“We do not learn from experience…we learn reflecting on experience” John Dewey.
The value of experiential learning is well proven but the value of 'reflection', that other essential component of learning and executive performance, is less easy to measure. A new study from Professor Giada Di Stefano at HEC Paris shows that to stop and think could help us to be 23% more productive.
It is an irony of the modern world that instant communication technologies, that in many ways have made our lives easier, have greatly added to the pressure on our time. In the high-speed busy business world time is especially short and the drive for ever greater performance and productivity tends to push us to work faster and harder, often causing us to be overwhelmed, stressed, and less effective than we have the potential to be.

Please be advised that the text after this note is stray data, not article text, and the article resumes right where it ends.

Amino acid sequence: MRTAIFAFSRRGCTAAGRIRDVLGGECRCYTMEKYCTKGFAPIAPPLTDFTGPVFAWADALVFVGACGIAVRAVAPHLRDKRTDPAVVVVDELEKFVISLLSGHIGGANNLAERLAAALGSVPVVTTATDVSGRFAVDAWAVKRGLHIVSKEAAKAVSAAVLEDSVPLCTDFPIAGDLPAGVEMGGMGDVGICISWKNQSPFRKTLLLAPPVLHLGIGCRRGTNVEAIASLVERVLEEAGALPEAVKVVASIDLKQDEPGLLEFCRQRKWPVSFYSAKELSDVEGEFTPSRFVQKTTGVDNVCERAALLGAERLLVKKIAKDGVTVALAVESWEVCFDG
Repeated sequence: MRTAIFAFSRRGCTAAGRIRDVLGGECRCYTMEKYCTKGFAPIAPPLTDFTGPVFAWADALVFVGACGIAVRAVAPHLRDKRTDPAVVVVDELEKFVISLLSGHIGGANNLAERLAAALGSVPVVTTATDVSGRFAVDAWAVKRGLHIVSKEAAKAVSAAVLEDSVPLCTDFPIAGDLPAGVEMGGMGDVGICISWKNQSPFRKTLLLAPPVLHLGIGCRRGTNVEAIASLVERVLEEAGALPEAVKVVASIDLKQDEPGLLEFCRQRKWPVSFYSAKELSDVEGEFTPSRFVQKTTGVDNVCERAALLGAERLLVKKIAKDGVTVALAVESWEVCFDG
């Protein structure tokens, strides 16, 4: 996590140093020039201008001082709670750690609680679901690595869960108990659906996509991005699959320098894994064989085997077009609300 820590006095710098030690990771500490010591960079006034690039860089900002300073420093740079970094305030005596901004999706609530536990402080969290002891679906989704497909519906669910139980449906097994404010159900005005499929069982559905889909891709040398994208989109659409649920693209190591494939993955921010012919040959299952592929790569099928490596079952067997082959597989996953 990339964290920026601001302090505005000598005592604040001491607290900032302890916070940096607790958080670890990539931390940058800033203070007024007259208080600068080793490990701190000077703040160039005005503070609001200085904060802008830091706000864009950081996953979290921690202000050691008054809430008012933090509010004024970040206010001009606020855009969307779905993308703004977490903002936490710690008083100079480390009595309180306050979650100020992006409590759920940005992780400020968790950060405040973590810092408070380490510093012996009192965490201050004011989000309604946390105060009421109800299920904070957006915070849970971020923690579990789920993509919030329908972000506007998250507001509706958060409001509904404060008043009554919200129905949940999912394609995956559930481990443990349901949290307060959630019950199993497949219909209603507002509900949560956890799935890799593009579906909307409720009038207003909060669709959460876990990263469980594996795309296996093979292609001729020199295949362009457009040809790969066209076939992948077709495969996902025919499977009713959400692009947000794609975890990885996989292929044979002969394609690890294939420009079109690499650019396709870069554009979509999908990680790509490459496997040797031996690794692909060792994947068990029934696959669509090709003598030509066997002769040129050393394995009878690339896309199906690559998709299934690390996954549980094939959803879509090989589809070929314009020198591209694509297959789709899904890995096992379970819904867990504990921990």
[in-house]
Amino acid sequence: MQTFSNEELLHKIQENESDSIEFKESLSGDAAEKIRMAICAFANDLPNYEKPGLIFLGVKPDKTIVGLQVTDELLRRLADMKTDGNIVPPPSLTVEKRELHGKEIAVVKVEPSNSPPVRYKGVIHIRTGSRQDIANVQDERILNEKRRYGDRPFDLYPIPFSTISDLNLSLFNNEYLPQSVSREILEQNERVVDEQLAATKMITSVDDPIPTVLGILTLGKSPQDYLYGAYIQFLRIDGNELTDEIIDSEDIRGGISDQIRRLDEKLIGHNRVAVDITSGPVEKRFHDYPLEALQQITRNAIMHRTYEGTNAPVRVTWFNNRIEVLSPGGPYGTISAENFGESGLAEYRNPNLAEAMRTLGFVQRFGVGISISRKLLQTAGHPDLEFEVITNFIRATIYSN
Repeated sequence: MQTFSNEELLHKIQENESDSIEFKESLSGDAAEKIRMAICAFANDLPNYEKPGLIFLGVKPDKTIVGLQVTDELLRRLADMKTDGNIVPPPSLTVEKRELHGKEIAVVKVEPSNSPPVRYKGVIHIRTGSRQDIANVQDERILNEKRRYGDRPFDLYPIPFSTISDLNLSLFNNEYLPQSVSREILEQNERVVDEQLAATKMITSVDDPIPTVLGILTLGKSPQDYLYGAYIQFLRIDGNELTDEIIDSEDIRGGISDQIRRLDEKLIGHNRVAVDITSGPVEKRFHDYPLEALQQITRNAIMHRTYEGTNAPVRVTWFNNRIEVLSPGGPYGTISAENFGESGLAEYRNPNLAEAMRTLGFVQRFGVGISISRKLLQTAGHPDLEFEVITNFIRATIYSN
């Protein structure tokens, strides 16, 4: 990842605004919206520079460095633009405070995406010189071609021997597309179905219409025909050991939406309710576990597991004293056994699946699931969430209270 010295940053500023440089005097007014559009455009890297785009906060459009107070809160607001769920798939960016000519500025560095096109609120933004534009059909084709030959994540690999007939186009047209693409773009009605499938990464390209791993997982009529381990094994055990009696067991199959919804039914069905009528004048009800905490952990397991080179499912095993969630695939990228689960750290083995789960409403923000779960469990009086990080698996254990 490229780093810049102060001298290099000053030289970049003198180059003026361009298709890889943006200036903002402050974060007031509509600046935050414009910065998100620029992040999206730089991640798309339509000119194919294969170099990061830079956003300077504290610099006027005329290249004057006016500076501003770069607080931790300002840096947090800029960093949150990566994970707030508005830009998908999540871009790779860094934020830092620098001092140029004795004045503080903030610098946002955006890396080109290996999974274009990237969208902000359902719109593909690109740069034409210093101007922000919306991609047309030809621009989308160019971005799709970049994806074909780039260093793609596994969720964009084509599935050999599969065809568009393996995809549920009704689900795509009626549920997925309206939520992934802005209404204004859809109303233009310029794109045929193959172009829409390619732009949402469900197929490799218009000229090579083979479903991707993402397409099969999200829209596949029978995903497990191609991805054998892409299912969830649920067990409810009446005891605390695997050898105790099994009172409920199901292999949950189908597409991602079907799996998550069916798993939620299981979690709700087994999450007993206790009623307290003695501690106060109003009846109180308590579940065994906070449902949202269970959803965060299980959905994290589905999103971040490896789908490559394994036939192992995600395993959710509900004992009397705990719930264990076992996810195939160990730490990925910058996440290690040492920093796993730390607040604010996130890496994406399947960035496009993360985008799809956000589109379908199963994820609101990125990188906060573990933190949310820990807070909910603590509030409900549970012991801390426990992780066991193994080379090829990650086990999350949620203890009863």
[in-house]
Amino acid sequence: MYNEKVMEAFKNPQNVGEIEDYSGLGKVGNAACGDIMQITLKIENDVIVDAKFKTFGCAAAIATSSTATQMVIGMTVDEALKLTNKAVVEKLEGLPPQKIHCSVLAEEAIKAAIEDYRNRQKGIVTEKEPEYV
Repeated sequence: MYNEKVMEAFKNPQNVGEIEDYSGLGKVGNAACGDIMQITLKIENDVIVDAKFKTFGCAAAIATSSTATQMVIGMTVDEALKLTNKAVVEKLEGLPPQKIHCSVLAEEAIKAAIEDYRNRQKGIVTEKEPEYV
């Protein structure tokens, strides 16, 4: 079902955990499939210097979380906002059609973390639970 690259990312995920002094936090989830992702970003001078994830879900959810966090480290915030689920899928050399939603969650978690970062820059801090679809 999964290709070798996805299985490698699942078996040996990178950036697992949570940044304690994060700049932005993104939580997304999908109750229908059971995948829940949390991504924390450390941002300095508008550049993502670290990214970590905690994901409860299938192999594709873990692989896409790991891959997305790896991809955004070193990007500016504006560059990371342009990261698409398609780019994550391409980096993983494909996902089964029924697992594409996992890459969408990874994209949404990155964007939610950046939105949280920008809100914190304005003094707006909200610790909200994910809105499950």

In the working paper ‘Learning by Thinking: How Reflection Aids Performance’, the authors Giada Di Stefano of HEC Paris, Francesca Gino and Gary Pisano of Harvard Business School, and Bradley Staats of the University of North Carolina show that finding the time to reflect on our actions and decisions enables us to improve our performance..
In this latest HEC Insight video, Giada Di Stefano, Professor of Strategy at HEC Paris presents the results of their research, based on a combination of two laboratory experiments with a field experiment conducted in a large business process outsourcing company in India. Employees who spent the last 15 minutes of each day of their training period writing and reflecting on what they had learned did 23% better in the final training test than other employees. Professor Di Stefano also explains the role of self-efficacy on the finding that people work better if they take time to reflect.